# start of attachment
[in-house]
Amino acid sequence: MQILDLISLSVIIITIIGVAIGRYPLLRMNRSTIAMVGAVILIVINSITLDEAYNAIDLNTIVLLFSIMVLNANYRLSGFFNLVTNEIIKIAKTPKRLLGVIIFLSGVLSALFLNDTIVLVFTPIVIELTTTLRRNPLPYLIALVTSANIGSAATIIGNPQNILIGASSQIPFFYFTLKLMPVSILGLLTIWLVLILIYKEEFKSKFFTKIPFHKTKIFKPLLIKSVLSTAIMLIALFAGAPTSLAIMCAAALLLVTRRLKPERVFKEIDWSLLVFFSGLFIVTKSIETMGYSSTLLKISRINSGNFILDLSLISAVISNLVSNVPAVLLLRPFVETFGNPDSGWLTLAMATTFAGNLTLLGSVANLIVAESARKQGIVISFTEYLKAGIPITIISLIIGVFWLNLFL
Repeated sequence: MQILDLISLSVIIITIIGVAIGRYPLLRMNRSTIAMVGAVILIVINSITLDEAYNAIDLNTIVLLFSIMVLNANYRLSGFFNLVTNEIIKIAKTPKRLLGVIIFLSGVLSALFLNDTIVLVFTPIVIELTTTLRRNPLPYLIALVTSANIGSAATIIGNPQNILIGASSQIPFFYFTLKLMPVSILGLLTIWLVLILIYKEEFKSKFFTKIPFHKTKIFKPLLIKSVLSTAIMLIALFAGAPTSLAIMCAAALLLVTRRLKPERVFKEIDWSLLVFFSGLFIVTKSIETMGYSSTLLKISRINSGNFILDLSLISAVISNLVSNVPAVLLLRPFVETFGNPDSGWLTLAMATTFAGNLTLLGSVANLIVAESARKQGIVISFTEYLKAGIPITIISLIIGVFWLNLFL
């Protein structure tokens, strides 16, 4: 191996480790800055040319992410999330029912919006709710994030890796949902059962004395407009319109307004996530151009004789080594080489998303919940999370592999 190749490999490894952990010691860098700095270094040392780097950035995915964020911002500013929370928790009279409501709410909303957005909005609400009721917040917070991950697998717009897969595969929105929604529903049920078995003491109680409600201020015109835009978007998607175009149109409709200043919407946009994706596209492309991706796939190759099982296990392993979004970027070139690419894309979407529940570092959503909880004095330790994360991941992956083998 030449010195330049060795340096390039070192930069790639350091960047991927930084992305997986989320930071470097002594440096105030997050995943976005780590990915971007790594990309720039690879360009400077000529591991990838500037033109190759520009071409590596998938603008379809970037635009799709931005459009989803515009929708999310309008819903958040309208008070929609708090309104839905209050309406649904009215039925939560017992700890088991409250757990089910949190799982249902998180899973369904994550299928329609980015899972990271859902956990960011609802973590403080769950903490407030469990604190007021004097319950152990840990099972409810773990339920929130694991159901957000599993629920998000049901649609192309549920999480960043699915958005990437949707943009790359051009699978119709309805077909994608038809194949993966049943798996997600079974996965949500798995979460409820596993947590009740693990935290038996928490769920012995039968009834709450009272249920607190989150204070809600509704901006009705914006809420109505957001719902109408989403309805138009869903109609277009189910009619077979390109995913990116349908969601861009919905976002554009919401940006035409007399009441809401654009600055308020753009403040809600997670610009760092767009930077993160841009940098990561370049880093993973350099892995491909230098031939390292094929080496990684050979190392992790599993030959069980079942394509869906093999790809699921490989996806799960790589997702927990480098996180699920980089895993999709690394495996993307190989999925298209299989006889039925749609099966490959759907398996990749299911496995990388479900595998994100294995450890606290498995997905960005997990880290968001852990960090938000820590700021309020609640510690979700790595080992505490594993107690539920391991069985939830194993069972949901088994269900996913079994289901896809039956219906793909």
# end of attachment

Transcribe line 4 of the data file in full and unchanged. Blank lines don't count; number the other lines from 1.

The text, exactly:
């Protein structure tokens, strides 16, 4: 191996480790800055040319992410999330029912919006709710994030890796949902059962004395407009319109307004996530151009004789080594080489998303919940999370592999 190749490999490894952990010691860098700095270094040392780097950035995915964020911002500013929370928790009279409501709410909303957005909005609400009721917040917070991950697998717009897969595969929105929604529903049920078995003491109680409600201020015109835009978007998607175009149109409709200043919407946009994706596209492309991706796939190759099982296990392993979004970027070139690419894309979407529940570092959503909880004095330790994360991941992956083998 030449010195330049060795340096390039070192930069790639350091960047991927930084992305997986989320930071470097002594440096105030997050995943976005780590990915971007790594990309720039690879360009400077000529591991990838500037033109190759520009071409590596998938603008379809970037635009799709931005459009989803515009929708999310309008819903958040309208008070929609708090309104839905209050309406649904009215039925939560017992700890088991409250757990089910949190799982249902998180899973369904994550299928329609980015899972990271859902956990960011609802973590403080769950903490407030469990604190007021004097319950152990840990099972409810773990339920929130694991159901957000599993629920998000049901649609192309549920999480960043699915958005990437949707943009790359051009699978119709309805077909994608038809194949993966049943798996997600079974996965949500798995979460409820596993947590009740693990935290038996928490769920012995039968009834709450009272249920607190989150204070809600509704901006009705914006809420109505957001719902109408989403309805138009869903109609277009189910009619077979390109995913990116349908969601861009919905976002554009919401940006035409007399009441809401654009600055308020753009403040809600997670610009760092767009930077993160841009940098990561370049880093993973350099892995491909230098031939390292094929080496990684050979190392992790599993030959069980079942394509869906093999790809699921490989996806799960790589997702927990480098996180699920980089895993999709690394495996993307190989999925298209299989006889039925749609099966490959759907398996990749299911496995990388479900595998994100294995450890606290498995997905960005997990880290968001852990960090938000820590700021309020609640510690979700790595080992505490594993107690539920391991069985939830194993069972949901088994269900996913079994289901896809039956219906793909």